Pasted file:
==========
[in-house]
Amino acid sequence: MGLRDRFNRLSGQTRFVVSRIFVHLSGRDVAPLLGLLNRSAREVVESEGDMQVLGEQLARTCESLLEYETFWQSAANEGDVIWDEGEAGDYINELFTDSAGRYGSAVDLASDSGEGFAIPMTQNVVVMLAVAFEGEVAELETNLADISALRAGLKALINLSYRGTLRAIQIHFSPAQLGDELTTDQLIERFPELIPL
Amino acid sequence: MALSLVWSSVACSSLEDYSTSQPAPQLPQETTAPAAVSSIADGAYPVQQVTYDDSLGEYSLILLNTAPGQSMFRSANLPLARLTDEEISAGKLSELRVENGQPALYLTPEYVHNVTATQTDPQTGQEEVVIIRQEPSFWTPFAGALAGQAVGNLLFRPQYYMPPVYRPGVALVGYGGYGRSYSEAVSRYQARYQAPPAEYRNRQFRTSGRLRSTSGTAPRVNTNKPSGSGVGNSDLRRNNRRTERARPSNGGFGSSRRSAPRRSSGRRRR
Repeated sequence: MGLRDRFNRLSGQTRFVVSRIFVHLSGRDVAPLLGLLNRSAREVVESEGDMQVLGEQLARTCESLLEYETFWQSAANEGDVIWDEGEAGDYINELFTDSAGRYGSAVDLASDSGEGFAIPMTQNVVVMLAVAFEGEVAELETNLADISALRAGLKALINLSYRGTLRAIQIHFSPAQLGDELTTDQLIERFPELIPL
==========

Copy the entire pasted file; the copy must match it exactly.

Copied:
[in-house]
Amino acid sequence: MGLRDRFNRLSGQTRFVVSRIFVHLSGRDVAPLLGLLNRSAREVVESEGDMQVLGEQLARTCESLLEYETFWQSAANEGDVIWDEGEAGDYINELFTDSAGRYGSAVDLASDSGEGFAIPMTQNVVVMLAVAFEGEVAELETNLADISALRAGLKALINLSYRGTLRAIQIHFSPAQLGDELTTDQLIERFPELIPL
Amino acid sequence: MALSLVWSSVACSSLEDYSTSQPAPQLPQETTAPAAVSSIADGAYPVQQVTYDDSLGEYSLILLNTAPGQSMFRSANLPLARLTDEEISAGKLSELRVENGQPALYLTPEYVHNVTATQTDPQTGQEEVVIIRQEPSFWTPFAGALAGQAVGNLLFRPQYYMPPVYRPGVALVGYGGYGRSYSEAVSRYQARYQAPPAEYRNRQFRTSGRLRSTSGTAPRVNTNKPSGSGVGNSDLRRNNRRTERARPSNGGFGSSRRSAPRRSSGRRRR
Repeated sequence: MGLRDRFNRLSGQTRFVVSRIFVHLSGRDVAPLLGLLNRSAREVVESEGDMQVLGEQLARTCESLLEYETFWQSAANEGDVIWDEGEAGDYINELFTDSAGRYGSAVDLASDSGEGFAIPMTQNVVVMLAVAFEGEVAELETNLADISALRAGLKALINLSYRGTLRAIQIHFSPAQLGDELTTDQLIERFPELIPL